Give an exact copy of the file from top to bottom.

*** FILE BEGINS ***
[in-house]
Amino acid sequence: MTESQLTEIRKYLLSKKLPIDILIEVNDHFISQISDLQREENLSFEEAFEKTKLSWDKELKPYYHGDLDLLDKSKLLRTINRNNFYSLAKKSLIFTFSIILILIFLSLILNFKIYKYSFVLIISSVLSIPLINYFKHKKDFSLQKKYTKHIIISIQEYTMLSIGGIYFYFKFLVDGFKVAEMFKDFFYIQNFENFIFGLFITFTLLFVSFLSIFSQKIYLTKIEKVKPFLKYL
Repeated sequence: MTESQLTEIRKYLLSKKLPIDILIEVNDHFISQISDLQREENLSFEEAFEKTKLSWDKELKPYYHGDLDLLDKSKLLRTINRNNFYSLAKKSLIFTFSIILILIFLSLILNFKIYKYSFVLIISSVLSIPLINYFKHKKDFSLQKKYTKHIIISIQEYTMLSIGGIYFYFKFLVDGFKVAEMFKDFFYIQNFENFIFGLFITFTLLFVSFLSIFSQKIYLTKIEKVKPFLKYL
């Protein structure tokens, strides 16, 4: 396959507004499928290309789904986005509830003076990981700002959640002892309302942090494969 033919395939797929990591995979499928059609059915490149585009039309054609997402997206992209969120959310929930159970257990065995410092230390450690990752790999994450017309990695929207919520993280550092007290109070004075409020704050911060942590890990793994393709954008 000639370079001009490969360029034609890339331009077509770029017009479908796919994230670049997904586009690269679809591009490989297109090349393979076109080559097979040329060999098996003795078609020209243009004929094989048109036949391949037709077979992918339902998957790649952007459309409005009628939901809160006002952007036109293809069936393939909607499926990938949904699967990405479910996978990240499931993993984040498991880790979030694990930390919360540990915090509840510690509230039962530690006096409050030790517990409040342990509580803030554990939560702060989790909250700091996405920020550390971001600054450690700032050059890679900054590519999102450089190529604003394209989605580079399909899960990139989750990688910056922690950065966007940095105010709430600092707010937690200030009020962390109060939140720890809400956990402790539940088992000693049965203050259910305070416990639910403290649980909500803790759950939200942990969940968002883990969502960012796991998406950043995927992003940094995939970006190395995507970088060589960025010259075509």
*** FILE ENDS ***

[in-house]
Amino acid sequence: MTESQLTEIRKYLLSKKLPIDILIEVNDHFISQISDLQREENLSFEEAFEKTKLSWDKELKPYYHGDLDLLDKSKLLRTINRNNFYSLAKKSLIFTFSIILILIFLSLILNFKIYKYSFVLIISSVLSIPLINYFKHKKDFSLQKKYTKHIIISIQEYTMLSIGGIYFYFKFLVDGFKVAEMFKDFFYIQNFENFIFGLFITFTLLFVSFLSIFSQKIYLTKIEKVKPFLKYL
Repeated sequence: MTESQLTEIRKYLLSKKLPIDILIEVNDHFISQISDLQREENLSFEEAFEKTKLSWDKELKPYYHGDLDLLDKSKLLRTINRNNFYSLAKKSLIFTFSIILILIFLSLILNFKIYKYSFVLIISSVLSIPLINYFKHKKDFSLQKKYTKHIIISIQEYTMLSIGGIYFYFKFLVDGFKVAEMFKDFFYIQNFENFIFGLFITFTLLFVSFLSIFSQKIYLTKIEKVKPFLKYL
């Protein structure tokens, strides 16, 4: 396959507004499928290309789904986005509830003076990981700002959640002892309302942090494969 033919395939797929990591995979499928059609059915490149585009039309054609997402997206992209969120959310929930159970257990065995410092230390450690990752790999994450017309990695929207919520993280550092007290109070004075409020704050911060942590890990793994393709954008 000639370079001009490969360029034609890339331009077509770029017009479908796919994230670049997904586009690269679809591009490989297109090349393979076109080559097979040329060999098996003795078609020209243009004929094989048109036949391949037709077979992918339902998957790649952007459309409005009628939901809160006002952007036109293809069936393939909607499926990938949904699967990405479910996978990240499931993993984040498991880790979030694990930390919360540990915090509840510690509230039962530690006096409050030790517990409040342990509580803030554990939560702060989790909250700091996405920020550390971001600054450690700032050059890679900054590519999102450089190529604003394209989605580079399909899960990139989750990688910056922690950065966007940095105010709430600092707010937690200030009020962390109060939140720890809400956990402790539940088992000693049965203050259910305070416990639910403290649980909500803790759950939200942990969940968002883990969502960012796991998406950043995927992003940094995939970006190395995507970088060589960025010259075509």